Described—as is customary in the late seventeenth century—as a ‘lesson’ for the voice or violin, the tune is given with indicated ornamentation. Following this, the melody is repeated a fourth higher with slightly altered ornamentation and described as “The Recorder Lesson by Notes”. Below this, “The Recorder Lesson by Dots” gives the melody in tablature but in the same key as the music for voice and violin. The flageolet part is likewise given in tablature for a flageolet with a sixth-finger note of D, again in the tonic key.

The transposition of the recorder part is of considerable interest. The voice and violin melody does not fit on the common alto (treble) recorder in f’ because of two occurrences of e’, a note not obtainable on the instrument: there is some contemporary evidence that players of the alto would simply omit these two notes, or transpose the octave. Buse notes that transposition of an entire melody was sometimes undertaken to place the recorder part within the instrument’s range, but there is no suggestion of this practice in If sorrow the Tyrant.1 Two solutions are given: firstly, the recorder part in staff notation transposes the melody up a fourth. If the player of a recorder in C (soprano/descant or tenor) were to use alto recorder fingering, the melody would sound in the tonic key as on the violin. The second option is provided by the version for the recorder using tablature. In this case, an instrument in C is required, either a soprano or tenor.



This poses something of a conundrum, for there are no references—to my knowledge (September 2014)— to the use of C recorders in England at this period. The practice of upward transposition of a fourth became common in writing for C recorders in the early eighteenth century but If sorrow the Tyrant suggests an earlier use of the practice.2 The use of tablature for the recorder was relatively uncommon and few—if any—English small recorders survive from the late seventeenth century. This apparently simple song, set also for instruments, presents a wealth of insight into the practice of writing for the recorder in the late seventeenth century.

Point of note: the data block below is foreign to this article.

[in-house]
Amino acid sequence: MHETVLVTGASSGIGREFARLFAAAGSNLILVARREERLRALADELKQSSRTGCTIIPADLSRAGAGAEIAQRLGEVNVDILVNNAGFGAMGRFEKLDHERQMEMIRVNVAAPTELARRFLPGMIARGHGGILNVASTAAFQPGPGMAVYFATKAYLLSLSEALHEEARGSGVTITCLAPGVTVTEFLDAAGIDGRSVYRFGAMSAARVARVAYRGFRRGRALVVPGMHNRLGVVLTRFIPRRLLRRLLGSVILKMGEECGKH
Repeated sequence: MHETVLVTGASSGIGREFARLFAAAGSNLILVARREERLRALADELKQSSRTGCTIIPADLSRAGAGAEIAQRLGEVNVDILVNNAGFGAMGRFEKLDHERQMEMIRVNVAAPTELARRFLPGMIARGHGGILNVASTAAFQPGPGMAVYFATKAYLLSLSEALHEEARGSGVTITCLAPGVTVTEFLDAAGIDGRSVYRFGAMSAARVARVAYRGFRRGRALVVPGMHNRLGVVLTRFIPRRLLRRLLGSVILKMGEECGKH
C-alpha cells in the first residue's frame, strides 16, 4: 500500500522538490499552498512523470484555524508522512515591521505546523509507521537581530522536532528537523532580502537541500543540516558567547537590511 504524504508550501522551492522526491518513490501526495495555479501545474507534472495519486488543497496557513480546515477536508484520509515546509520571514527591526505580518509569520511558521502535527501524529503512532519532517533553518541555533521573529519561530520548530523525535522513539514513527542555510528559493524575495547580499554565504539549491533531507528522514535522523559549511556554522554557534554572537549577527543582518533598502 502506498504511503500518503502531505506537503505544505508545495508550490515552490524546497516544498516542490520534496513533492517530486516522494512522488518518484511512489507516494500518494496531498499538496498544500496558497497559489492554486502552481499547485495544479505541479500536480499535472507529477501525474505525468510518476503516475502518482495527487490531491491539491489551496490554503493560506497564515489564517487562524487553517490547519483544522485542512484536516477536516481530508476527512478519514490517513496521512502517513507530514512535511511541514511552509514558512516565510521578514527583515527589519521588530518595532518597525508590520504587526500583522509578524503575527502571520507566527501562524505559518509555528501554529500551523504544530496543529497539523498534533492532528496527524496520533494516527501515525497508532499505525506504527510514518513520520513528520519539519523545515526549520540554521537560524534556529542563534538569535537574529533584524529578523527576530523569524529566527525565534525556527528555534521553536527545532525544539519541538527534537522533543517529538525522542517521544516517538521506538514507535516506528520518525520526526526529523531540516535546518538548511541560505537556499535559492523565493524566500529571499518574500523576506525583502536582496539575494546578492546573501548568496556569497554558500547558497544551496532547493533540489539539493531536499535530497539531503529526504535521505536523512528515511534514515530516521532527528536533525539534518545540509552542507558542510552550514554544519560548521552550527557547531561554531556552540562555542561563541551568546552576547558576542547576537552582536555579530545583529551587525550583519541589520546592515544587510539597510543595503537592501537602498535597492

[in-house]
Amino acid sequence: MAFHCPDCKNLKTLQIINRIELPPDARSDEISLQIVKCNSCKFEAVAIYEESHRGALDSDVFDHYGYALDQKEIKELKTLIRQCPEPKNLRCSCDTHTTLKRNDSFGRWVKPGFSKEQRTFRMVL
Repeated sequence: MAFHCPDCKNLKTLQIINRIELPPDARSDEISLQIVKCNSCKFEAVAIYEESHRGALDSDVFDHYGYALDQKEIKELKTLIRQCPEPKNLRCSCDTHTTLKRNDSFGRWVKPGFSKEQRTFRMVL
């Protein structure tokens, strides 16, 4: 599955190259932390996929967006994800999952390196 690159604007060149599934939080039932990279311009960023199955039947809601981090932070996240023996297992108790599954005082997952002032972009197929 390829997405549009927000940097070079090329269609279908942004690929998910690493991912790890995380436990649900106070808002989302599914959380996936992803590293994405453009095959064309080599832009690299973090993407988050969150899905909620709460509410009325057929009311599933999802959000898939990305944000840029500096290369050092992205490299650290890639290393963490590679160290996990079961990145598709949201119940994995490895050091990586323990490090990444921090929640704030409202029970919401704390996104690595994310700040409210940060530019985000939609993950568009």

1 Buse, ‘For the Flute’, p.209.
2MacMillan, ‘The Small Flute Concerto’, p.92.

Chromolithograph illustration of 'Two double flageolets, a German flute and two flutes douce' from Musical instruments, historic, rare and unique by A. J. Hipkins illustrated by a series of fifty plates in colours drawn by William Gibb. Edinburgh: Black, 1888.
 

Wednesday, 3 September 2014

William Ogden's petition to the Prince Regent


Excellent blog post by part-time special collections librarian, PhD student and Chetham's Library reader Emma Greenwood on 'William Ogden and the Path to Reform', featuring our copy of his petition to the Prince Regent. Read it here.